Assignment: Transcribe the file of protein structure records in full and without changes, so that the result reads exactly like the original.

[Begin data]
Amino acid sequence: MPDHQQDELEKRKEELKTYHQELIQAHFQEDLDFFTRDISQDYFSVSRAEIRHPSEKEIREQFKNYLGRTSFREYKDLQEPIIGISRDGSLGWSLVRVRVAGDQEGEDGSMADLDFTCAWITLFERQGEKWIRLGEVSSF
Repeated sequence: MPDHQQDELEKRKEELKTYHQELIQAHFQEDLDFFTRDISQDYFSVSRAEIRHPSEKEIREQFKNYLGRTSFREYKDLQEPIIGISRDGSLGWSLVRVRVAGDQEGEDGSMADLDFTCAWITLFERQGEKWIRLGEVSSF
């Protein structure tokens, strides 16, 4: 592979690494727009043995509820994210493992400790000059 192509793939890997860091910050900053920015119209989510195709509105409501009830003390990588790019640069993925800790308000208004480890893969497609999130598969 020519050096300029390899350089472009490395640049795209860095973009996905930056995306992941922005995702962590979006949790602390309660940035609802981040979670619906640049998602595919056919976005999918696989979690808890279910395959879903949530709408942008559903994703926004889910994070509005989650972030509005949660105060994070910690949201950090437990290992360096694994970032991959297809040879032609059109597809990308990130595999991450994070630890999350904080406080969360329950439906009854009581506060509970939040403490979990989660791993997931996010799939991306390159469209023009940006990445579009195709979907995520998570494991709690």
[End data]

Amino acid sequence: MPDHQQDELEKRKEELKTYHQELIQAHFQEDLDFFTRDISQDYFSVSRAEIRHPSEKEIREQFKNYLGRTSFREYKDLQEPIIGISRDGSLGWSLVRVRVAGDQEGEDGSMADLDFTCAWITLFERQGEKWIRLGEVSSF
Repeated sequence: MPDHQQDELEKRKEELKTYHQELIQAHFQEDLDFFTRDISQDYFSVSRAEIRHPSEKEIREQFKNYLGRTSFREYKDLQEPIIGISRDGSLGWSLVRVRVAGDQEGEDGSMADLDFTCAWITLFERQGEKWIRLGEVSSF
């Protein structure tokens, strides 16, 4: 592979690494727009043995509820994210493992400790000059 192509793939890997860091910050900053920015119209989510195709509105409501009830003390990588790019640069993925800790308000208004480890893969497609999130598969 020519050096300029390899350089472009490395640049795209860095973009996905930056995306992941922005995702962590979006949790602390309660940035609802981040979670619906640049998602595919056919976005999918696989979690808890279910395959879903949530709408942008559903994703926004889910994070509005989650972030509005949660105060994070910690949201950090437990290992360096694994970032991959297809040879032609059109597809990308990130595999991450994070630890999350904080406080969360329950439906009854009581506060509970939040403490979990989660791993997931996010799939991306390159469209023009940006990445579009195709979907995520998570494991709690």